It’s not quite as cut and dry as you don’t get it off to jail you go. I think this plan is to corrupt in benefitting the insurance companies. Typically any american who doesn’t have healthcare is that way because they can’t afford it. The mandate really isn’t too legally persecute people who don’t have healthcare but to give the government an excuse to give healthcare to all those who can’t afford it. This is definitely a hidden entitlement to benefit the lower class exclusively. But this mandate was to help grease the wheels of helping the underpriveldged because I mean really who is going to fine people money because they don’t have enough money to pay for insurance? The decision to make it a mandate does in a sense make it unconstitional but there is no denying that the supreme court is completely and utterrly FULL of partisan corruptive bull, and will do whatever they want. Corporations are people, people can be shareholders, shareholders own corporations. Oops people can own people that’s unconstitutional.

    • Revcarrie

      If the healthcare mandate before the supreme court is voted down, wouldn’t that mean the Bush medicare mandate for the people on Medicare also would be declared unconstitional as well? The seniors are mandated to purchase the “Plan D” or ” Advantage Plan” or face a penality for the rest of our lives. My husband has been on Medicare for ten years and I am looking at it in 9 months, therefore I’m being forced to look at this additional Advantage Plan as well or be penalized for the rest of my life. I haven’t seen ANYONE go back and question this law that was passed under the Bush administration. This matter effects 50-60 million of us out here now. Since the Bush “Plan D” requirement is in effect, shouldn’t the Obamacare requirement be constituional also?

  • montanabill

    This decision should be automatic.
    1. Healthcare is not interstate commerce. Healthcare shouldn’t even be construed to be commerce of any kind.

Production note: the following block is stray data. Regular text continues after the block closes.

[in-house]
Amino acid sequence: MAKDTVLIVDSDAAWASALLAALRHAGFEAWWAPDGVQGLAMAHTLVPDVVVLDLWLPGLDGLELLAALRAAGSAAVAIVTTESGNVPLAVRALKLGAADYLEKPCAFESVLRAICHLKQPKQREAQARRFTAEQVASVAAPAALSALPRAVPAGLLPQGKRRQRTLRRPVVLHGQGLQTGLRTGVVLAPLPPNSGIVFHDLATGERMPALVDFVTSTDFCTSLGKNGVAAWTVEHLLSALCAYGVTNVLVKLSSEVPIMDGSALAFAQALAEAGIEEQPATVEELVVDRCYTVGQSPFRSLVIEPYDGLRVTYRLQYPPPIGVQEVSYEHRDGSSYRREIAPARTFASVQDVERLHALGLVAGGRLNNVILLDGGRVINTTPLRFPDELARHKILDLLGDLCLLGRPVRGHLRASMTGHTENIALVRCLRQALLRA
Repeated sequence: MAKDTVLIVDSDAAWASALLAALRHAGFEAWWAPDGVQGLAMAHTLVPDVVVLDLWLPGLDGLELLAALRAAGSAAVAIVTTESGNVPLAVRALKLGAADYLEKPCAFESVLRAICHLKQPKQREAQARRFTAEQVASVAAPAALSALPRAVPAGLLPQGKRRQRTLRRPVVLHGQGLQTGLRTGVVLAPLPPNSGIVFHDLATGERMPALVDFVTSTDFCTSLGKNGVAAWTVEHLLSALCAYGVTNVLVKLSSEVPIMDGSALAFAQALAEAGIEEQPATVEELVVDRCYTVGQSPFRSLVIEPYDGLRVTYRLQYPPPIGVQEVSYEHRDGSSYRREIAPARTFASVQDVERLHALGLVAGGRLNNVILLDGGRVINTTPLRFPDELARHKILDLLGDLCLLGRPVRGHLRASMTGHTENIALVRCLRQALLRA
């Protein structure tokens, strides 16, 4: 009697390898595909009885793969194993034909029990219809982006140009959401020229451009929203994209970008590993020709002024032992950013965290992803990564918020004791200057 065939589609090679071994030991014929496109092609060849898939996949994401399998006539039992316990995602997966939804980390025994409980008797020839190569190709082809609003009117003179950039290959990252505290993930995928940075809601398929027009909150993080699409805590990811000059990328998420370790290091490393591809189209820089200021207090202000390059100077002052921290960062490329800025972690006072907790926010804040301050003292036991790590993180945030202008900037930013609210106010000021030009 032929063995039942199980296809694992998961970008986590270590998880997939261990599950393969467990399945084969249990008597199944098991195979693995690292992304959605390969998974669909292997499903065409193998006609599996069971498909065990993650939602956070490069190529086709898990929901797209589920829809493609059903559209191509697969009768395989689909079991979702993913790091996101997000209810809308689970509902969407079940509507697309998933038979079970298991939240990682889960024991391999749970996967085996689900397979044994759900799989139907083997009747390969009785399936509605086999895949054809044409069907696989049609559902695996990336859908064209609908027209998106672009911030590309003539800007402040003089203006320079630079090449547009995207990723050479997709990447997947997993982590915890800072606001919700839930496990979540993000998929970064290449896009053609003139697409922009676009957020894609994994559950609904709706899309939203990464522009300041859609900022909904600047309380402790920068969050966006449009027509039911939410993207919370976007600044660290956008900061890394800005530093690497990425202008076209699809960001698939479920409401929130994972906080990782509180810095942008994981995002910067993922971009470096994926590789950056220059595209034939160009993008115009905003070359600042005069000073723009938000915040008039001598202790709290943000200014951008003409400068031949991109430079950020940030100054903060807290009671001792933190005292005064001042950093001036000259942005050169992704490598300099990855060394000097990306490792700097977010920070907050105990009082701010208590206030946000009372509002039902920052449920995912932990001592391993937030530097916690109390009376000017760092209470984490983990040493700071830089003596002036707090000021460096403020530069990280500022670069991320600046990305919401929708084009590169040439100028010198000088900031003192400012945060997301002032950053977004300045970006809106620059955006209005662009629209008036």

2. Only a weird sense of humor would lead one to think of penalties and/or taxation as a means to ‘promote the general welfare’. Big difference between the words ‘promote’ and ‘regulate’.

  • JohnRNC

    This is the second recent attempt at meaningful healthcare reform (the other being during Clinton’s first term). Each time, the executive branch has tried to respect the interests of the health insurance industry and each attempt has been greeted with contempt by both the insurance industry and the political opposition. Maybe it’s time to scrap this idea of healthcare via a profit-driven middleman and move toward a single-payer system. This avoids any breach of the constitution or religious freedom. And the rest of us get to go to the doctor when we get sick.

    • montanabill

      Perhaps you should talk to veterans who are on a single payer government run system and see if it still looks good to you. It may be better than nothing for those who can’t afford anything else, but those who can, do.

      • JohnRNC

        Yes, I think it it shameful that “the best healthcare in the world” is not offered to those who sacrifice so much. Unfortunately, it will continue to be so as long healthcare remains a profit-driven commodity available only to those with the money to pay for it.